Pop culture obsessives writing for the pop culture obsessed.
Pop culture obsessives writing for the pop culture obsessed.

Helen Hunt leads a grieving volleyball team through a perfunctory, predictable Miracle Season

Illustration for article titled Helen Hunt leads a grieving volleyball team through a perfunctory, predictable Miracle Season
Photo: LD Entertainment

If any particular aficionados of any particular niche hobbies are worried that their favorite pastime may never receive Hollywood’s famed inspirational underdog treatment, they should probably get in touch with Sean McNamara, a director/producer/writer with Disney Channel ties. McNamara directs everything from Hallmark movies to late-period direct-to-video Baby Geniuses sequels to sitcom episodes to, yes, inspirational underdog sports and sports-adjacent movies, which is to say his range may not be particularly impressive, but his productivity sure is. Following his dramas about competitive robot-building, competitive one-armed surfing, and semi-competitive high school performing arts, McNamara’s The Miracle Season is a drama about competitive girls’ volleyball, and how a championship high school team from Iowa worked to rebuild following the loss of their star player. It is, of course, based on a true story.

There are not, as yet, many underdog sports movies about volleyball, and the early moments of The Miracle Season make that seem like an oversight. The volleyball team is just the right size for a manageable ensemble, the games are fast-paced and often exciting, and the foley artists have fun with the litany of satisfying thwacks and thunks created by various serves, bumps, sets, and spikes. The action has a buzzy pull, at least once McNamara jumps from her inspirational prologue to Caroline “Line” Found (Danika Yarosh) and her bestie, Kelly (Erin Moriarty), prepping for a new volleyball season.

A lot of this has to do with Line, a relentless bundle of antic, semi-mugging energy, even when dealing with family health issues. Line is the captain—or “cap’m,” as pronounced by Coach Bresnahan (Helen Hunt)—of the team, and the girls follow her lead. When Line passes away unexpectedly, Kelly, the coach, and the rest of the players (personalities not found) face an uncertain road ahead, torn between the agony of moving forward without their beloved friend and the determination to win games “for Line,” the prepositional phrase that nearly every character in the movie says at least six times.

The movie’s central dilemma has some dramatic juice, especially given the way it characterizes the volleyball team: There isn’t a naturally great new player who can help rally an otherwise ragtag group to victory, just the grueling prospect of hard work and lots of practice. This is best embodied by Hunt, who has a heartbreaking scene where she lays out a series of “if only” statements when talking to Kelly about guilt the girl feels over her friend’s untimely death.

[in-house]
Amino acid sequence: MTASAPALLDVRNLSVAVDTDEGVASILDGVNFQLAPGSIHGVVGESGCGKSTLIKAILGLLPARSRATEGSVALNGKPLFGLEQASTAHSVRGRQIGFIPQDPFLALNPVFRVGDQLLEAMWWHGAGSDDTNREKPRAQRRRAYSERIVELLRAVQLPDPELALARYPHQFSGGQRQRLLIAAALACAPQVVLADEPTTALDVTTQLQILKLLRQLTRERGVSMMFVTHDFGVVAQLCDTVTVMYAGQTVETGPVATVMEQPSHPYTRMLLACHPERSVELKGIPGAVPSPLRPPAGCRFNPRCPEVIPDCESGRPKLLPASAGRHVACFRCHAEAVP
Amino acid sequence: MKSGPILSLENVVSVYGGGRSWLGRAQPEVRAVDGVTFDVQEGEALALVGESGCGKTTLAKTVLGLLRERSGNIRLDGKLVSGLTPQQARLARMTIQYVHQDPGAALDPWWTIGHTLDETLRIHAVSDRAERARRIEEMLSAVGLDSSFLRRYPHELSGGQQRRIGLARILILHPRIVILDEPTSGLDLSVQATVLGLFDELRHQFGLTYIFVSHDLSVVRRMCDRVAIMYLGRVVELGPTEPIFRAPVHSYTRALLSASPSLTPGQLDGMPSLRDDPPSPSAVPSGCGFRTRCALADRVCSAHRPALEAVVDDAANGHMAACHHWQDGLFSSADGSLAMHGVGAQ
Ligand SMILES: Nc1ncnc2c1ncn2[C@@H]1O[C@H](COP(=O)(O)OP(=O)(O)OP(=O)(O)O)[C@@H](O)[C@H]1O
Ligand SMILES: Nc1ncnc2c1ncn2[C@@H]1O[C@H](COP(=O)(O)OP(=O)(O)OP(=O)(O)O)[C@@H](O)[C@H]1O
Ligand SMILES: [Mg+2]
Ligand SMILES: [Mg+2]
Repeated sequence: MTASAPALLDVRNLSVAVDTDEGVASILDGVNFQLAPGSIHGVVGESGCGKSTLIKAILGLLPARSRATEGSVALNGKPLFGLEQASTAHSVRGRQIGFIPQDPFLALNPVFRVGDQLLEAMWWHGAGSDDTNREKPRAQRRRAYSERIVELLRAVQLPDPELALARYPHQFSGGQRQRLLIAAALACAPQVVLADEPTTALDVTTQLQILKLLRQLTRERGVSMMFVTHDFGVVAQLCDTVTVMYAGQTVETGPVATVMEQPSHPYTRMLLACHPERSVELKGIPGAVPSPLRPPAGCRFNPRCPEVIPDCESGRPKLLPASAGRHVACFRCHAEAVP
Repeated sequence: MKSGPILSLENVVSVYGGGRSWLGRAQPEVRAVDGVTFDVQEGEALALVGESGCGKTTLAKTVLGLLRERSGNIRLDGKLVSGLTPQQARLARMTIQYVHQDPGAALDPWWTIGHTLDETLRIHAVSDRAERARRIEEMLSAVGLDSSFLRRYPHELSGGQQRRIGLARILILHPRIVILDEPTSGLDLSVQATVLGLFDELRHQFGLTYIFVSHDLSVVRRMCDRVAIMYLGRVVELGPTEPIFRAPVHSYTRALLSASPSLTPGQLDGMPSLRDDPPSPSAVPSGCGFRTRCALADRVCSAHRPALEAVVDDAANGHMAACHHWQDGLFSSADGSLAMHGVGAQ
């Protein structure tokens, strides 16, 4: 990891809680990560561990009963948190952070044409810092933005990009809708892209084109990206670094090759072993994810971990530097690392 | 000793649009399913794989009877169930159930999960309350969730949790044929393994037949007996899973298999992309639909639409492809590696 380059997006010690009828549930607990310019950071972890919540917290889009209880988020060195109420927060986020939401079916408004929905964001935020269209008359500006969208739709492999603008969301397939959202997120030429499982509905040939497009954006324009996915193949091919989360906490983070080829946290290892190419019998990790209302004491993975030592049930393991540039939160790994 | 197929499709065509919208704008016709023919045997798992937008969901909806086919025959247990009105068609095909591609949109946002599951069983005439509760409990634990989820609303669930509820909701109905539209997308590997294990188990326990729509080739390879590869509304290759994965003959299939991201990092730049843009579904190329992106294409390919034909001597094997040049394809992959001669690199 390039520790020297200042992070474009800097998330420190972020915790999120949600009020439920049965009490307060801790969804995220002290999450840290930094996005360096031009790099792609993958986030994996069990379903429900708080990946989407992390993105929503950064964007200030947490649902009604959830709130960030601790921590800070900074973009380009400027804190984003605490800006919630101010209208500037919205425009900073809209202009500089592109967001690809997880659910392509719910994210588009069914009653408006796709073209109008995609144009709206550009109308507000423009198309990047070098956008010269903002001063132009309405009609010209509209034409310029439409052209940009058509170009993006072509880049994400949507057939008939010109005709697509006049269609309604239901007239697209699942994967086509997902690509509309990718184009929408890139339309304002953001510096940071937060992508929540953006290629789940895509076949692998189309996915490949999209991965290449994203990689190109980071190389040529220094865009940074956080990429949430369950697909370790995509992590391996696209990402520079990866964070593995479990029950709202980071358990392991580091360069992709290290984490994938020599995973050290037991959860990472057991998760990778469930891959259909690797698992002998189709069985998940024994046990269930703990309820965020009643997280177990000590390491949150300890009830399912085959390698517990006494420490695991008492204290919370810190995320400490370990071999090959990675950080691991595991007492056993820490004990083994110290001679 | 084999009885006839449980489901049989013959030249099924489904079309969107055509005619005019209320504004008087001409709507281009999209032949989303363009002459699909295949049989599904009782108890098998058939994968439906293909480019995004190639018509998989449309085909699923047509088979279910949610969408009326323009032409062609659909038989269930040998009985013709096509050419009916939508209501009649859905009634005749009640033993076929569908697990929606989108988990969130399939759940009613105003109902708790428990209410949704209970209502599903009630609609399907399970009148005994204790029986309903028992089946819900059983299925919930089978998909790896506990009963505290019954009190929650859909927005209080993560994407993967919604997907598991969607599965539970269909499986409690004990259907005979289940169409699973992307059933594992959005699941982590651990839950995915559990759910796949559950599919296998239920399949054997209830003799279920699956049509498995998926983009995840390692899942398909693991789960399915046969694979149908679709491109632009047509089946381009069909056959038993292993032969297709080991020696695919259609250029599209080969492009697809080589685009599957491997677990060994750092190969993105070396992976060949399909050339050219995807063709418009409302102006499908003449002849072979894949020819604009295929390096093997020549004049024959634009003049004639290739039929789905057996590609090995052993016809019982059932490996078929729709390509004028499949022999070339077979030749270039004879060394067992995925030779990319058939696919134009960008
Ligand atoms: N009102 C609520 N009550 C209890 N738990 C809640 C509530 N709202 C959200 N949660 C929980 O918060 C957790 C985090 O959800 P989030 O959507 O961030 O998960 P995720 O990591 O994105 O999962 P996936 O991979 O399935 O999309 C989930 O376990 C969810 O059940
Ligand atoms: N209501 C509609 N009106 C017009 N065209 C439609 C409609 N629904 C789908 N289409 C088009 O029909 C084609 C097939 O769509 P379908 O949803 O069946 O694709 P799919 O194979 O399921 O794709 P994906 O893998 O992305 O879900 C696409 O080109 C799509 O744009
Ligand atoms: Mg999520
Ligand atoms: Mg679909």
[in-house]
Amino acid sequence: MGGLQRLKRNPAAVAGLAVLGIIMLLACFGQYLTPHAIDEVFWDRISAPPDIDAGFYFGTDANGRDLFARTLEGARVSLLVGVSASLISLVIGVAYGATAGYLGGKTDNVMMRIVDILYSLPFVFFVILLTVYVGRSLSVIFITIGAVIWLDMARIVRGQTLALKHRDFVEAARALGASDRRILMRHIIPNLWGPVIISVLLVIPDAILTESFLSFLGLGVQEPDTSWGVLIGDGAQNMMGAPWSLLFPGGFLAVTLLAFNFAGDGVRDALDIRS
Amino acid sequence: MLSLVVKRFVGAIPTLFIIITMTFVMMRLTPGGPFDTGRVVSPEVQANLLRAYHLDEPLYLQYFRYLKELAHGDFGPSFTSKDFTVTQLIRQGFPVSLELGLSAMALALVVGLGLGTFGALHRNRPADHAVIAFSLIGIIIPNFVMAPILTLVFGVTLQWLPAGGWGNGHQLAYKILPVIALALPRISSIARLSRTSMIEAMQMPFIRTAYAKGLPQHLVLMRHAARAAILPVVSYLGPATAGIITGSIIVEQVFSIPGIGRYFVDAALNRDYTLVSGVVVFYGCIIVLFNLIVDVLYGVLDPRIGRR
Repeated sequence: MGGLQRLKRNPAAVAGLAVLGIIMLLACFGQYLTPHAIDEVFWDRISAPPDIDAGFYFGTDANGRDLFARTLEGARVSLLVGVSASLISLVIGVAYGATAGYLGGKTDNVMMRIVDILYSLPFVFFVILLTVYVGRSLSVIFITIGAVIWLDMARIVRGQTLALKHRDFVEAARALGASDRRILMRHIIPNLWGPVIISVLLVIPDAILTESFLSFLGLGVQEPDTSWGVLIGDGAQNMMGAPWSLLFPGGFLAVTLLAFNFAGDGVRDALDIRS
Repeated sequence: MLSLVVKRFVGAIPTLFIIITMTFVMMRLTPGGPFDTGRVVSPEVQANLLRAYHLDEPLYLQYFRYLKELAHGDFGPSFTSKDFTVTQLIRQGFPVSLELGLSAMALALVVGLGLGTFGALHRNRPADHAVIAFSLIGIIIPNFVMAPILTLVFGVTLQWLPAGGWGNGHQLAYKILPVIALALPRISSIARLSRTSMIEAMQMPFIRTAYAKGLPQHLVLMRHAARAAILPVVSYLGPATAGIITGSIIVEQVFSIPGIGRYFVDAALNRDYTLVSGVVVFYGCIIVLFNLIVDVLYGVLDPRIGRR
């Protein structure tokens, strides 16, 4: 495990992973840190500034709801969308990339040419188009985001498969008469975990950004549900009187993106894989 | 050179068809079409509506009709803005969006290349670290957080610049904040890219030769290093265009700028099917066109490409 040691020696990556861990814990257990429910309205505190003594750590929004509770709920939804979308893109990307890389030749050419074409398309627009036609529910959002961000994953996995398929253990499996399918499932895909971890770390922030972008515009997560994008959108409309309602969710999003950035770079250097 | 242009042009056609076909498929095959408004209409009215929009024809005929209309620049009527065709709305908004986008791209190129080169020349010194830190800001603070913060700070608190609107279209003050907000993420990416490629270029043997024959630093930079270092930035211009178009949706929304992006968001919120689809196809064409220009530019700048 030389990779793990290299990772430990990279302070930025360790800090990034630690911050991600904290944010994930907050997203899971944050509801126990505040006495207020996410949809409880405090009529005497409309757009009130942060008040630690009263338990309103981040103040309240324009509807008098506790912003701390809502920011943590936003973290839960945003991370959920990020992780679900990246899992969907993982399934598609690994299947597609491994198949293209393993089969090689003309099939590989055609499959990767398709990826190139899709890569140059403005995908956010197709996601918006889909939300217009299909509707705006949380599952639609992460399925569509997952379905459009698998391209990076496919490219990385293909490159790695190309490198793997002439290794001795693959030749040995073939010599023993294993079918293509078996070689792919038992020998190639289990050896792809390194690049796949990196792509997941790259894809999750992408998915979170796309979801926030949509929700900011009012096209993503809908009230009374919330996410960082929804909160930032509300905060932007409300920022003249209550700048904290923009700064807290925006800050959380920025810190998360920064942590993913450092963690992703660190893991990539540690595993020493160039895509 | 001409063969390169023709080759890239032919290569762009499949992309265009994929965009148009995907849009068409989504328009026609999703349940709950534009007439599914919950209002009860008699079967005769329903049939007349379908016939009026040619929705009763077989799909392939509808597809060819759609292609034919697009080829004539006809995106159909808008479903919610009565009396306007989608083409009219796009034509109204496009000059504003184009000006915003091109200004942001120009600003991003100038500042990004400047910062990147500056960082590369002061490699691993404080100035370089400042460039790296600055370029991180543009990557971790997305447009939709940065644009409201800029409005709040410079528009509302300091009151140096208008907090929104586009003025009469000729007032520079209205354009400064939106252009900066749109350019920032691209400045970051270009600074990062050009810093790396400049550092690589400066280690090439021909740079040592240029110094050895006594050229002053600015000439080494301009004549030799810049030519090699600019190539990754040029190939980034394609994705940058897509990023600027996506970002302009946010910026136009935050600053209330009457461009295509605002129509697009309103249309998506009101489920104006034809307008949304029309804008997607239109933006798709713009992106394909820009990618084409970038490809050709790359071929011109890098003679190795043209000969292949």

The Miracle Season’s interest in grief dovetails with its status as a discreetly faith-based entertainment. The film doesn’t wear its churchiness on its sleeve, but as with much contemporary Christian cinema, it takes a lot of dramatic shortcuts, starting with its description of Line as someone who “reached out to everyone”—a wonderful attribute that’s never actually depicted on screen, as this Line seems to reach out mainly to her family and friends. There’s also Line’s grieving father, Ernie (William Hurt, bringing his quiet dignity), who claims he’s been “so angry,” though the only evidence of this is a brief moment where he curtly decides against going to church to deal with his grief.

It is not unusual for an underdog sports picture to be predictable. But The Miracle Season seems downright preordained, and not just in its arc. The movie is constitutionally incapable of surprise even on a moment-to-moment level. If characters are talking smack, of course the object of their scorn will turn out to be nearby, within earshot. If characters hesitate slightly before a coin toss, the results won’t go their way. The movie itself feels like a coin toss that always, always, always comes up “heads,” to the point where spending 90 minutes or so in this world constitutes a simulation of psychic abilities. The only real surprise is just how quickly the film is willing to jump to tears, hugs, and swells of music—this happens before the team even gets a winning streak going, let alone makes it into the finals. McNamara seems in a hurry to jerk some tears for the team’s glory and move on to his next batch of underdogs.


Contributor, The A.V. Club. I also write fiction, edit textbooks, and help run SportsAlcohol.com, a pop culture blog and podcast. Star Wars prequels forever!